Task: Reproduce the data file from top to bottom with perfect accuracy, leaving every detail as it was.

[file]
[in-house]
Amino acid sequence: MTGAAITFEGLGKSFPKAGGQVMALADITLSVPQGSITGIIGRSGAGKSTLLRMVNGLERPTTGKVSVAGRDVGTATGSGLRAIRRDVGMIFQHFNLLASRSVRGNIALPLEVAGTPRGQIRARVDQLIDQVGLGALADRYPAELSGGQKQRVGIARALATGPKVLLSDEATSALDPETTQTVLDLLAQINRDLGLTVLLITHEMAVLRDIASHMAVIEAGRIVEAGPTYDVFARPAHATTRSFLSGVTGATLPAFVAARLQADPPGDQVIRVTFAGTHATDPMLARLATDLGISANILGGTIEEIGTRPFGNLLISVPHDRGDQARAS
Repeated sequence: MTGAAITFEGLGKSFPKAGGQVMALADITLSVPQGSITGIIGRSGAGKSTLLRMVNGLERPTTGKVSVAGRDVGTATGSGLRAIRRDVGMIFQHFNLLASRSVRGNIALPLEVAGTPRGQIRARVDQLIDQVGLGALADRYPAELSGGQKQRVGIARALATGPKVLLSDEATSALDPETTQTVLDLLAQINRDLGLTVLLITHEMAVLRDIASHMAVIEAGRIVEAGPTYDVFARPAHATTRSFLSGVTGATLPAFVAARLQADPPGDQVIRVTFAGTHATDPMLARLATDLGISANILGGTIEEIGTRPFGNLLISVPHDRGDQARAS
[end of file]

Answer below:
[in-house]
Amino acid sequence: MTGAAITFEGLGKSFPKAGGQVMALADITLSVPQGSITGIIGRSGAGKSTLLRMVNGLERPTTGKVSVAGRDVGTATGSGLRAIRRDVGMIFQHFNLLASRSVRGNIALPLEVAGTPRGQIRARVDQLIDQVGLGALADRYPAELSGGQKQRVGIARALATGPKVLLSDEATSALDPETTQTVLDLLAQINRDLGLTVLLITHEMAVLRDIASHMAVIEAGRIVEAGPTYDVFARPAHATTRSFLSGVTGATLPAFVAARLQADPPGDQVIRVTFAGTHATDPMLARLATDLGISANILGGTIEEIGTRPFGNLLISVPHDRGDQARAS
Repeated sequence: MTGAAITFEGLGKSFPKAGGQVMALADITLSVPQGSITGIIGRSGAGKSTLLRMVNGLERPTTGKVSVAGRDVGTATGSGLRAIRRDVGMIFQHFNLLASRSVRGNIALPLEVAGTPRGQIRARVDQLIDQVGLGALADRYPAELSGGQKQRVGIARALATGPKVLLSDEATSALDPETTQTVLDLLAQINRDLGLTVLLITHEMAVLRDIASHMAVIEAGRIVEAGPTYDVFARPAHATTRSFLSGVTGATLPAFVAARLQADPPGDQVIRVTFAGTHATDPMLARLATDLGISANILGGTIEEIGTRPFGNLLISVPHDRGDQARAS